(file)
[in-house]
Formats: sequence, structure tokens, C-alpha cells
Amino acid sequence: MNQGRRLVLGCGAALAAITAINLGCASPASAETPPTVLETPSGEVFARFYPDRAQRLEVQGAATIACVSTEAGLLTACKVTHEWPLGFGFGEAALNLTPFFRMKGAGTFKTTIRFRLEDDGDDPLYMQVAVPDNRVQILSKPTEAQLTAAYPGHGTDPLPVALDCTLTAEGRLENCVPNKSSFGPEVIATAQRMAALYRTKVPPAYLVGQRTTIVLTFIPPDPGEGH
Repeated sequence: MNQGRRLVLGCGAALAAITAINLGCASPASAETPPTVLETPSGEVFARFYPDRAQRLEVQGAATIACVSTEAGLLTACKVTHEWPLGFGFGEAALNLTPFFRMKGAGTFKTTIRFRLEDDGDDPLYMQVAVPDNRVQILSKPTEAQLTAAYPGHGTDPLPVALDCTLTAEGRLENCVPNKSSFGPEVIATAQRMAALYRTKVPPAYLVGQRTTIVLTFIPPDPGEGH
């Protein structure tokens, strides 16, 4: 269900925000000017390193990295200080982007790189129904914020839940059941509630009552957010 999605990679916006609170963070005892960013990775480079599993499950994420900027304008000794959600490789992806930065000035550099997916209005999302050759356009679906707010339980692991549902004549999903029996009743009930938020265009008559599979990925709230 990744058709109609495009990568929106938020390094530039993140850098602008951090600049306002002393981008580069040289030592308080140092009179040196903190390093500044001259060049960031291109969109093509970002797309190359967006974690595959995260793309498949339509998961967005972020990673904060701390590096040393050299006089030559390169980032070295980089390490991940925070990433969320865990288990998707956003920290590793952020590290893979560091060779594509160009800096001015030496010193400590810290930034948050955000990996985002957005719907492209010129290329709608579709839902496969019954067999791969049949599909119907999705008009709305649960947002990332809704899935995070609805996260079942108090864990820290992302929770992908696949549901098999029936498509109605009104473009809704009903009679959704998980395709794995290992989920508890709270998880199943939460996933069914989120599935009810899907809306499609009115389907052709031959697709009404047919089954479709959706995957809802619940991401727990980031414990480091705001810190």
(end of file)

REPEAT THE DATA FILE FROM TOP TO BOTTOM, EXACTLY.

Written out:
[in-house]
Formats: sequence, structure tokens, C-alpha cells
Amino acid sequence: MNQGRRLVLGCGAALAAITAINLGCASPASAETPPTVLETPSGEVFARFYPDRAQRLEVQGAATIACVSTEAGLLTACKVTHEWPLGFGFGEAALNLTPFFRMKGAGTFKTTIRFRLEDDGDDPLYMQVAVPDNRVQILSKPTEAQLTAAYPGHGTDPLPVALDCTLTAEGRLENCVPNKSSFGPEVIATAQRMAALYRTKVPPAYLVGQRTTIVLTFIPPDPGEGH
Repeated sequence: MNQGRRLVLGCGAALAAITAINLGCASPASAETPPTVLETPSGEVFARFYPDRAQRLEVQGAATIACVSTEAGLLTACKVTHEWPLGFGFGEAALNLTPFFRMKGAGTFKTTIRFRLEDDGDDPLYMQVAVPDNRVQILSKPTEAQLTAAYPGHGTDPLPVALDCTLTAEGRLENCVPNKSSFGPEVIATAQRMAALYRTKVPPAYLVGQRTTIVLTFIPPDPGEGH
């Protein structure tokens, strides 16, 4: 269900925000000017390193990295200080982007790189129904914020839940059941509630009552957010 999605990679916006609170963070005892960013990775480079599993499950994420900027304008000794959600490789992806930065000035550099997916209005999302050759356009679906707010339980692991549902004549999903029996009743009930938020265009008559599979990925709230 990744058709109609495009990568929106938020390094530039993140850098602008951090600049306002002393981008580069040289030592308080140092009179040196903190390093500044001259060049960031291109969109093509970002797309190359967006974690595959995260793309498949339509998961967005972020990673904060701390590096040393050299006089030559390169980032070295980089390490991940925070990433969320865990288990998707956003920290590793952020590290893979560091060779594509160009800096001015030496010193400590810290930034948050955000990996985002957005719907492209010129290329709608579709839902496969019954067999791969049949599909119907999705008009709305649960947002990332809704899935995070609805996260079942108090864990820290992302929770992908696949549901098999029936498509109605009104473009809704009903009679959704998980395709794995290992989920508890709270998880199943939460996933069914989120599935009810899907809306499609009115389907052709031959697709009404047919089954479709959706995957809802619940991401727990980031414990480091705001810190």